March 24, 2023

Bits Blog: His Biggest Fan Was Himself

The thriller writer R.J. Ellory.Andreu Dalmau/European Pressphoto AgencyThe thriller writer R.J. Ellory.

In a recent article I wrote on faked book reviews on the Internet, a Chicago researcher, Bing Liu, estimated that a third of all online reviews are suspect. Perhaps that seems hard to believe. Surely the bright promise of peer reviews on the Internet has not degenerated so far so fast.

Or maybe it has. A new review scandal that erupted over the weekend in England confirmed the worst suspicions of how some authors act when given the cloak of anonymity: They praise themselves and trash the competition.

According to reports in the English media, the crime writer R.J. Ellory wrote encomiums to himself on Amazon under pseudonyms, saying, for instance, that R.J. Ellory was “one of the most talented authors of today.” Mr. Ellory, who confirmed his Amazon writings in a statement over the weekend, continued his online self-praise this way: “His ability to craft the English language is breath-taking. You find yourself experiencing so many emotions as you read this book and when you come to the end you don’t want it to stop.” Under a second pseudonym, he said the same book was “a modern masterpiece” that “will touch your soul.” But if Mr. Ellory gave himself five stars, other writers got only one.

The most interesting thing here is that Mr. Ellory is successful; he has won a number of awards for his crime tales. They are issued by the mainstream house Orion, and they have sold well. But that apparently wasn’t enough.

The sorry tale was first pieced together by another crime writer, Jeremy Duns, who outlined his accusations on Twitter. “Praising yourself is pathetic,” Mr. Duns wrote.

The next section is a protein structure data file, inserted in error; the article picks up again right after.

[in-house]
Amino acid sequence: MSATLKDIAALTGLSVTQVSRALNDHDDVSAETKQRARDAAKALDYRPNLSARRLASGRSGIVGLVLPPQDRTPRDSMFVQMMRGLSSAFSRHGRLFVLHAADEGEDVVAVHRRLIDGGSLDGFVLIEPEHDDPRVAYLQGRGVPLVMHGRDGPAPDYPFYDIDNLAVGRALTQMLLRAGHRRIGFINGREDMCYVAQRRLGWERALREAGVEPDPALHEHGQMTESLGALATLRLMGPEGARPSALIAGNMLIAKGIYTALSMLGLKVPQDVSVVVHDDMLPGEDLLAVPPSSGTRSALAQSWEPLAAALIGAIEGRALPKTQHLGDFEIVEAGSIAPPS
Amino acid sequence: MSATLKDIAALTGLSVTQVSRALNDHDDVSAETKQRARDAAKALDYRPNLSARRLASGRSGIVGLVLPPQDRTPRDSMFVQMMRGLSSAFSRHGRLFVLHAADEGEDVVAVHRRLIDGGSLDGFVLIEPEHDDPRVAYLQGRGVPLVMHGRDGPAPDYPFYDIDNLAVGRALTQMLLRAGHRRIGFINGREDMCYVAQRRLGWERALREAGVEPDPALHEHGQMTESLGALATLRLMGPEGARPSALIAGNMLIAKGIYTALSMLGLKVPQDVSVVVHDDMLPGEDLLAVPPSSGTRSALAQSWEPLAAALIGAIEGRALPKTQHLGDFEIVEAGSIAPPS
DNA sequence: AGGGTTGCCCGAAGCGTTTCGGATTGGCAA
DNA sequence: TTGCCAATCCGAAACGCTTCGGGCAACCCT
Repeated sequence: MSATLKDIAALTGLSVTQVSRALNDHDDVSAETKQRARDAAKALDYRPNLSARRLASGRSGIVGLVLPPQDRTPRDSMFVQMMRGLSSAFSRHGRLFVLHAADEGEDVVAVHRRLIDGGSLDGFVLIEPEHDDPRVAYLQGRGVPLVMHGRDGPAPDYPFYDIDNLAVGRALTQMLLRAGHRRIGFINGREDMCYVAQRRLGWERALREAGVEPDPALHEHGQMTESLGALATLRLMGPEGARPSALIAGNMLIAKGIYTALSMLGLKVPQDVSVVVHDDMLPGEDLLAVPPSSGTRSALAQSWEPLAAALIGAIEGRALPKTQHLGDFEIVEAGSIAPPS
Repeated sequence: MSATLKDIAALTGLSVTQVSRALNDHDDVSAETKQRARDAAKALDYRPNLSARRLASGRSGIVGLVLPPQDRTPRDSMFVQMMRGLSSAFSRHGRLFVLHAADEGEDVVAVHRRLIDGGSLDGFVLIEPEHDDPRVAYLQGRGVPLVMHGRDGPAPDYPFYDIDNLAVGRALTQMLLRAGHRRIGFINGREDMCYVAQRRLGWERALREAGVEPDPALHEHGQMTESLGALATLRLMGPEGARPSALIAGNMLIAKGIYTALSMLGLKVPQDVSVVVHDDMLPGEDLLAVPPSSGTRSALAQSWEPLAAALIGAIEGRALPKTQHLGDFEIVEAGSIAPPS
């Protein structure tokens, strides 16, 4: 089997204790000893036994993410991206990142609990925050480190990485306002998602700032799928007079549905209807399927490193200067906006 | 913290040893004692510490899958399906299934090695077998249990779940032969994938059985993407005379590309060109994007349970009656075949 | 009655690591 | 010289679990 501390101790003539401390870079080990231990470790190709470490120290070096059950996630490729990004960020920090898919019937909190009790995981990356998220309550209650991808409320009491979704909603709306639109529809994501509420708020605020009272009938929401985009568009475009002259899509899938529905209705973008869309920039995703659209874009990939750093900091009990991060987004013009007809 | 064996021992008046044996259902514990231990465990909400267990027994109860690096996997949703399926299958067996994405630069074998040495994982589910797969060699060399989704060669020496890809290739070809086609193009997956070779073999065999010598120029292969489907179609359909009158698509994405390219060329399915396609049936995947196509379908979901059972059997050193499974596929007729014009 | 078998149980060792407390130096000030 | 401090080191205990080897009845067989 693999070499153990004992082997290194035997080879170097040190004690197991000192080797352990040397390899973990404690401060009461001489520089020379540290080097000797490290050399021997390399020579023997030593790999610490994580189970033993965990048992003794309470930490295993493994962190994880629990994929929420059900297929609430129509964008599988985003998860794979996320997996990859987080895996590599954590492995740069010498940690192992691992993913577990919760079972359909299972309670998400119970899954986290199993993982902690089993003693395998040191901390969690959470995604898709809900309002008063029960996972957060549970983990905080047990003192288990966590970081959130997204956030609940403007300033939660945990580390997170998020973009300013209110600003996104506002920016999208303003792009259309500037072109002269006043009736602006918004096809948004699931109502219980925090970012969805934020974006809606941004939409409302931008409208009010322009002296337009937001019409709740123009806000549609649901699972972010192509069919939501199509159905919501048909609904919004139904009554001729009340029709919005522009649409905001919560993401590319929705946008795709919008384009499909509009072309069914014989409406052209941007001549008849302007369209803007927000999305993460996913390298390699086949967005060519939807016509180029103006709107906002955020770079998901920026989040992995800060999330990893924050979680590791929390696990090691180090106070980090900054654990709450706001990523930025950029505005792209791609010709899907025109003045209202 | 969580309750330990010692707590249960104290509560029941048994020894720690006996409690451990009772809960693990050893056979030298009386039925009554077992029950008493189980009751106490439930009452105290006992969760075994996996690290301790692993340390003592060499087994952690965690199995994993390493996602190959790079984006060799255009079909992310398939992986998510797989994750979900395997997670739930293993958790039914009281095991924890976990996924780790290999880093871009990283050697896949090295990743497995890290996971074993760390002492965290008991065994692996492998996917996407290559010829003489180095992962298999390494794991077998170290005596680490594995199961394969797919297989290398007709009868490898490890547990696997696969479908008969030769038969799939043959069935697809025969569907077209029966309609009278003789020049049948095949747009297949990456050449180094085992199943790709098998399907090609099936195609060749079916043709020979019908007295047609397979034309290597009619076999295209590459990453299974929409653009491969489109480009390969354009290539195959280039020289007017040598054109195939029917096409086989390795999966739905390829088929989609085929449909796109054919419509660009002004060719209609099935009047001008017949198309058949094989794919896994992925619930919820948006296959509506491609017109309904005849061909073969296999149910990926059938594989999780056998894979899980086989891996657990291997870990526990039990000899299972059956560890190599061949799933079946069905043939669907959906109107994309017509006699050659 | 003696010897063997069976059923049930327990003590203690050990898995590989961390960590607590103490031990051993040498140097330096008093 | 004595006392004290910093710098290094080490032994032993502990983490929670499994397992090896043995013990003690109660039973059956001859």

Amazon does not seem to have commented on this latest blow to the credibility of its reviews, but it did take the offending pieces down. In his statement, Mr. Ellory said, “I wholeheartedly regret the lapse of judgment.”

Who is R.J. Ellory? According to his Wikipedia page, he was born in 1965, has published 10 novels in the last decade and is the smartest thing since Wittgenstein: After flunking out of college, it says, Mr. Ellory “then pursued an intense study of philosophy, religion, psychoanalytic techniques, psychology, drug rehabilitation techniques and associated physiological and mental therapies,
including the works of Socrates, Plato, Kant, Adler, Schopenhauer, Freud, Sartre, Kierkegaard, Gibran, Descartes, Dewey and Hubbard.”

“Citation needed,” Wikipedia adds sternly in a footnote.

In a post on his blog last year, Mr. Ellory approvingly quoted yet another heavyweight, Ralph Waldo Emerson: “There is something which you can do better than another.”

Was he trying to tell us something, like the murderer with a guilty conscience in so many crime novels? After all, who can praise you better than you? In his blog, Mr. Ellory also noted this: “The vast majority of people who buy and read books don’t post reviews on Amazon. Hence, the reviews you wind up with – though very positive in the main – are not wholly representative of the overall opinion.”

You don’t say.

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